I've finally gotten around to reading The Essential Groucho: Writings by, for, and about Groucho Marx, Stefan Kanfer 1990 book of fine grouchovian material that contains at least five guaranteed laughs on every page.
The book opens with a series of classic sketches from the radio plays, plays and films, lightly introduced with context about each release, but focusing mainly on the transcendant moments of pure Groucho — the Tootsie Frootsie Ice-a-Cream, the address to the college administrators, the war council of Freedonia.
Then into the best of Groucho's correspondence, including the notorious and outrageous letter to Warner Brothers about "A Night in Casablanca" (including the ensuing volleys with the increasingly puzzled studio lawyers) and the warm and collegial letters between Groucho and TS Eliot (who was willing to make an exception to his anti-Semitism in Groucho's case).
The next section, Freelancing, is filled with newspaper editorials and articles written by (and sometimes about) Groucho, and it's here that I found myself reading a lot of material that I'd never seen before, placed in context by Kanfer's snappy little intros.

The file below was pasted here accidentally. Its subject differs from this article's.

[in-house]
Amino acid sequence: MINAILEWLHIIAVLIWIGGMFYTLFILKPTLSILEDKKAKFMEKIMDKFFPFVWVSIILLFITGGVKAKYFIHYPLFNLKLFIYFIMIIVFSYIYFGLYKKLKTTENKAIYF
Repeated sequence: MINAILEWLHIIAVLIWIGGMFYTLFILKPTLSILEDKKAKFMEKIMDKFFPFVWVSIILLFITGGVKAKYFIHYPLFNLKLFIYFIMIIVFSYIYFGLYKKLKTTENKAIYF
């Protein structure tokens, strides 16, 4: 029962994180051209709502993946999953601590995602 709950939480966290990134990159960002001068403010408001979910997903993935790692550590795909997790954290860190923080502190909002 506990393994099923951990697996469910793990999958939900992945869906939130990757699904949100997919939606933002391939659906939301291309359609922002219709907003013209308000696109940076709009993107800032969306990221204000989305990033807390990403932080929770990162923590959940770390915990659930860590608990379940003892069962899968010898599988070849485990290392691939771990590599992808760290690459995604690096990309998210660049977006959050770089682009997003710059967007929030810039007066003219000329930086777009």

The book closes with a selection of howlers from You Bet Your Life (To a meteorologist: "Any little squalls running around at home with their barometers dropping?") — starting with one-liners, then short excerpts, then long, sustained comic bits where Groucho seemed to catch fire.
I'm a huge Groucho fan, and I've been collecting books, video and audio of his performances since I was a teenager. He was a true blade when it came to verbal swordfighting, and The Essential Groucho is a fantastic little anthology of some truly impressive material, whether you're a Groucho novice or an old hand.